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Risk Factors and Prevalence of Helicobacter pylori Infection in Persistent High Incidence Area of Gastric Carcinoma in Yangzhong City

DOI: 10.1155/2014/481365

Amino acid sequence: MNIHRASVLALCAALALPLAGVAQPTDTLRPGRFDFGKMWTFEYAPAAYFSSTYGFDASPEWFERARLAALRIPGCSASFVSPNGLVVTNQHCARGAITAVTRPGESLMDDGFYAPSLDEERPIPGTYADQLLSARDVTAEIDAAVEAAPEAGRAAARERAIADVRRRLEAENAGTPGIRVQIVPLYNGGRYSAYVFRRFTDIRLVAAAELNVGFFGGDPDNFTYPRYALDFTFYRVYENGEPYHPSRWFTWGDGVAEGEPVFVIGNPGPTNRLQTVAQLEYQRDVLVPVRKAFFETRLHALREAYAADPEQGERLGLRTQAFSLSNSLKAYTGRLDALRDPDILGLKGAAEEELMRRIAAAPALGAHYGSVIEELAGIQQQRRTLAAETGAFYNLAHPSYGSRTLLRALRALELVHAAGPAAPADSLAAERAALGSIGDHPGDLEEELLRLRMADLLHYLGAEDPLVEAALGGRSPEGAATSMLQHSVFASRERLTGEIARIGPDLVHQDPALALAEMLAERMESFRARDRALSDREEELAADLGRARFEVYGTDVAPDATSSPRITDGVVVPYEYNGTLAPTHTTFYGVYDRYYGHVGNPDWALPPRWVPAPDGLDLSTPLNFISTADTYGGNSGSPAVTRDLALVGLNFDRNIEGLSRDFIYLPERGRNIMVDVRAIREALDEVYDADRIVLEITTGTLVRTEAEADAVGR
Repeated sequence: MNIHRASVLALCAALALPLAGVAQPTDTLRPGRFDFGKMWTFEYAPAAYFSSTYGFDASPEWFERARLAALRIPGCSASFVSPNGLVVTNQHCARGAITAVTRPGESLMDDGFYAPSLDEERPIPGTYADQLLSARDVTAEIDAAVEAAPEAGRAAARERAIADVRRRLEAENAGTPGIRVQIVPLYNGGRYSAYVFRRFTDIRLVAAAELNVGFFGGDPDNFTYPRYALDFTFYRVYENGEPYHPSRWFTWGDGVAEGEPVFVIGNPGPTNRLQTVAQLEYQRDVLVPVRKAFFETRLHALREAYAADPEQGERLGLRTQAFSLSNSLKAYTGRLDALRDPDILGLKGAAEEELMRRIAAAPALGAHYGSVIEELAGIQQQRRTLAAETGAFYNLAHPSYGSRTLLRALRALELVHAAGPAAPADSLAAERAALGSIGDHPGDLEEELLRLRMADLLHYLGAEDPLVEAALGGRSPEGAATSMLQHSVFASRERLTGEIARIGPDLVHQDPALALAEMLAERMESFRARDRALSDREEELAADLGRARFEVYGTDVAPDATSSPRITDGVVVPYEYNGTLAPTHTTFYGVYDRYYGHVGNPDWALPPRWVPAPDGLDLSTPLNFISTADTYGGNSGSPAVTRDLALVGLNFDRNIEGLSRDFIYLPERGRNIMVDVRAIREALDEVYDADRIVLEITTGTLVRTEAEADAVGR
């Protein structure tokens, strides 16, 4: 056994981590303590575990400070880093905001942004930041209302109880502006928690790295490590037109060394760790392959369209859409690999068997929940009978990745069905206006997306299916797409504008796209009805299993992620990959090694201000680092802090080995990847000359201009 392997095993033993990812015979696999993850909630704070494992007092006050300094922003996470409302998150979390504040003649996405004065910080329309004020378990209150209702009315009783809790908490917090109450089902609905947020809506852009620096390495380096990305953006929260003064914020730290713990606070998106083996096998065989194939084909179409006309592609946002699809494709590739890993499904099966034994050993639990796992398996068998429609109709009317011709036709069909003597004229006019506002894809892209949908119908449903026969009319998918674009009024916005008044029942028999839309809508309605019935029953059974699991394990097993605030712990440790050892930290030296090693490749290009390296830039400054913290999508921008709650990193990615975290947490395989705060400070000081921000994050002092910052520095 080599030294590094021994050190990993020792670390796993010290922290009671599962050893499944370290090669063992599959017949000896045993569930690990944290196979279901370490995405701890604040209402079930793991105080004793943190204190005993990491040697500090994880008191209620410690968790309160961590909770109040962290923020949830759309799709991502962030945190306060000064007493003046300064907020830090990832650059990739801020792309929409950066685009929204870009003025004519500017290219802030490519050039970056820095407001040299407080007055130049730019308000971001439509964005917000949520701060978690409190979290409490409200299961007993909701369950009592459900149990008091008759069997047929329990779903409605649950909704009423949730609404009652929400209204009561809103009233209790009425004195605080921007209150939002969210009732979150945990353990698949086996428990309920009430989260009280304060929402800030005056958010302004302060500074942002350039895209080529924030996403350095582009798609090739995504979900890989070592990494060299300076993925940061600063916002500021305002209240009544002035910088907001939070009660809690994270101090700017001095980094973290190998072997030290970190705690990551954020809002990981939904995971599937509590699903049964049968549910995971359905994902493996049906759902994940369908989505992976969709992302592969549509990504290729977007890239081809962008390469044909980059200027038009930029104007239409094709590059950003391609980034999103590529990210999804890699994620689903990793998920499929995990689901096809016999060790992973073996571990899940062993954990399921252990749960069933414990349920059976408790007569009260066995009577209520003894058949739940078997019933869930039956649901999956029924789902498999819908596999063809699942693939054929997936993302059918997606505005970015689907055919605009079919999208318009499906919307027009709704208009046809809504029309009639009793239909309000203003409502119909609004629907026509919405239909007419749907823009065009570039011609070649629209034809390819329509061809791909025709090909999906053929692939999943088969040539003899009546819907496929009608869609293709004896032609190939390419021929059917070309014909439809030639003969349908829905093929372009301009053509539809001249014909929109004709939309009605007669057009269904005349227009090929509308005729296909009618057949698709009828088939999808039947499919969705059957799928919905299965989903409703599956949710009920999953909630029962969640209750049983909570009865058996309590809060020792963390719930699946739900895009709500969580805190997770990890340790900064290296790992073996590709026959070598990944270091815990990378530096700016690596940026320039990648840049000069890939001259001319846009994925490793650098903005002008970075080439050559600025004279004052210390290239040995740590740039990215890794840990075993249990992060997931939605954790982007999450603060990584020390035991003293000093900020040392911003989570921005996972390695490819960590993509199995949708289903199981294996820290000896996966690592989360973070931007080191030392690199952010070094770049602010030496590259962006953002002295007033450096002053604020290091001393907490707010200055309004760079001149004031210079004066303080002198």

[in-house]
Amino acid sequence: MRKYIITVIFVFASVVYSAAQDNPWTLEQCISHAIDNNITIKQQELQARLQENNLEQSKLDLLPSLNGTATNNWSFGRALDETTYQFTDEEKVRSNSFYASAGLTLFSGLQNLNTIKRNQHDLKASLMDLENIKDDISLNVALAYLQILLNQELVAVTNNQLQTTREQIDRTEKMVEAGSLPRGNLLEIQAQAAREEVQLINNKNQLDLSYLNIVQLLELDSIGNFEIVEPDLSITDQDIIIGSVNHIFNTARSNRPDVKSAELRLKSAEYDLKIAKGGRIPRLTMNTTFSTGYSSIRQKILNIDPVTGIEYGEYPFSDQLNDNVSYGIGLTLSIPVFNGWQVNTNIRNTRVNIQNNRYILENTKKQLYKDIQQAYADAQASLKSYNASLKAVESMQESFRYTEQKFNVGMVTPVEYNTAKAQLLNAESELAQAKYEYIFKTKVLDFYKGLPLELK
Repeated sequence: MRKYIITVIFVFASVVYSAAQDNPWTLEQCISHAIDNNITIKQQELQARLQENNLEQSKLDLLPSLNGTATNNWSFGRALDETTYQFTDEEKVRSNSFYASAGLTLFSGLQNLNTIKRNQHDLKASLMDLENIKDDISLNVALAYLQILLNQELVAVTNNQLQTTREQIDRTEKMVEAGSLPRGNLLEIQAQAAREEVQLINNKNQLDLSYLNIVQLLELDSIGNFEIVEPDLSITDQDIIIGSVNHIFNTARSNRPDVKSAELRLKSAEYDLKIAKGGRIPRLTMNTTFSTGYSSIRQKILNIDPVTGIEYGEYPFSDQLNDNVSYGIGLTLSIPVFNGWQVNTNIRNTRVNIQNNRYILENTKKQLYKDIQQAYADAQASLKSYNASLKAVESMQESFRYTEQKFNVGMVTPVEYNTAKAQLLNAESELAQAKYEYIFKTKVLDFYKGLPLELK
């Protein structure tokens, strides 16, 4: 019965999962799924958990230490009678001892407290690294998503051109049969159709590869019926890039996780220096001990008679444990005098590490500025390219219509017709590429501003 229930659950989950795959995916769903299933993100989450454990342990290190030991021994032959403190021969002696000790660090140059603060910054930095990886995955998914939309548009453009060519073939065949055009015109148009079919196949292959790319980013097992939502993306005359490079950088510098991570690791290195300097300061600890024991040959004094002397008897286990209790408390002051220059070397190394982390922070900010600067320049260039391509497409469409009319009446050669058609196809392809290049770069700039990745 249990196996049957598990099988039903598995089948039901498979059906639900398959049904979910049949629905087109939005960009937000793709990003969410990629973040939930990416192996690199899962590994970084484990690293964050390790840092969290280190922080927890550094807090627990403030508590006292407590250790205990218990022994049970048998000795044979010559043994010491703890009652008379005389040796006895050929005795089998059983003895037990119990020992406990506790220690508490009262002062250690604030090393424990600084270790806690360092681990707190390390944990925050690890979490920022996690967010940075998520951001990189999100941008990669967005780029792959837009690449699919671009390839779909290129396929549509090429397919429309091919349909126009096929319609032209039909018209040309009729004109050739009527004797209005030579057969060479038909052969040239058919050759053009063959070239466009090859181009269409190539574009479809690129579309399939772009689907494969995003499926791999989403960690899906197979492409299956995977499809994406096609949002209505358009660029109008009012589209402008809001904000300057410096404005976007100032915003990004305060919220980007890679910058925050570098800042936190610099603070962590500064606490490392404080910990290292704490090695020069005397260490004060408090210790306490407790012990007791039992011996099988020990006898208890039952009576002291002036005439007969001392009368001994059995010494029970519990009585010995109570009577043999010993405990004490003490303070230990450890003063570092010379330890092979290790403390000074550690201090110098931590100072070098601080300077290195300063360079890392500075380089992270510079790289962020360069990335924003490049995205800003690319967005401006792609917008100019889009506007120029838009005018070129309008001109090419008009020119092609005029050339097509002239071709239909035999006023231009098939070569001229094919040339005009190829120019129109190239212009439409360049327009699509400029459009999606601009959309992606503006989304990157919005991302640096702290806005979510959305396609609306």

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Aim. The aim of this study was to investigate the prevalence and risk factors of H. pylori infection in areas with high prevalence of gastric cancer in Jiangsu Province, China. Methods. A prospective epidemiologic survey of H. pylori infection was accomplished in a natural population of 5417 individuals in Yangzhong city. Questionnaires and 13C-urea breath test for H. pylori infection were performed. Results. Among 5417 subjects who completed questionnaires and 13C-urea breath test, 3435 (63.41%) were H. pylori positive. The prevalence reached a peak at the age of 30–39 years (90.82%). There was significant difference between sexes and women had a higher infection rate than men. The prevalence of H. pylori infection was also associated with eating kipper food and fried food. No association between H. pylori prevalence and smoking or drinking was found. Compared to healthy individuals, people with dyspeptic diseases (peptic ulcer, gastroenteritis) presented a high prevalence of H. pylori infection. Using multivariate logistic regression analysis, age and history of peptic ulcer and gastroenteritis were the independent predictors for H. pylori infection. Conclusions. Yangzhong city had a high prevalence of H. pylori infection and was related to several risk factors. The underlying mechanisms are needed to be further investigated. 1. Introduction Helicobacter pylori is a microaerophilic Gram-negative spiral bacterium [1]. Its helix shape is thought to have evolved to penetrate the mucoid lining of the stomach [2]. It is linked to the development of chronic gastritis, gastric ulcers, duodenal ulcers, and stomach mucosal atrophy. Moreover, Helicobacter pylori is well recognized as a class I carcinogen because chronic inflammation and atrophy can further lead to malignant transformation [3, 4]. At least half the world’s population is infected by this bacterium, making it the most widespread infection in the world, especially in the developing world where rates are estimated to be around 80% [5]. H. pylori is contagious, although the exact route of transmission is not known [6, 7]. Person-to-person transmission by either the oral-oral or fecal-oral route is most likely. H. pylori may also be transmitted orally by means of fecal matter through the ingestion of waste-tainted water [2]. Many of the reported factors for H. pylori infection included poor hygiene, deficient sanitation, and crowded living conditions [8]. However, the roles of many other factors associated have not been elucidated. The aim of the current study was to determine the prevalence of

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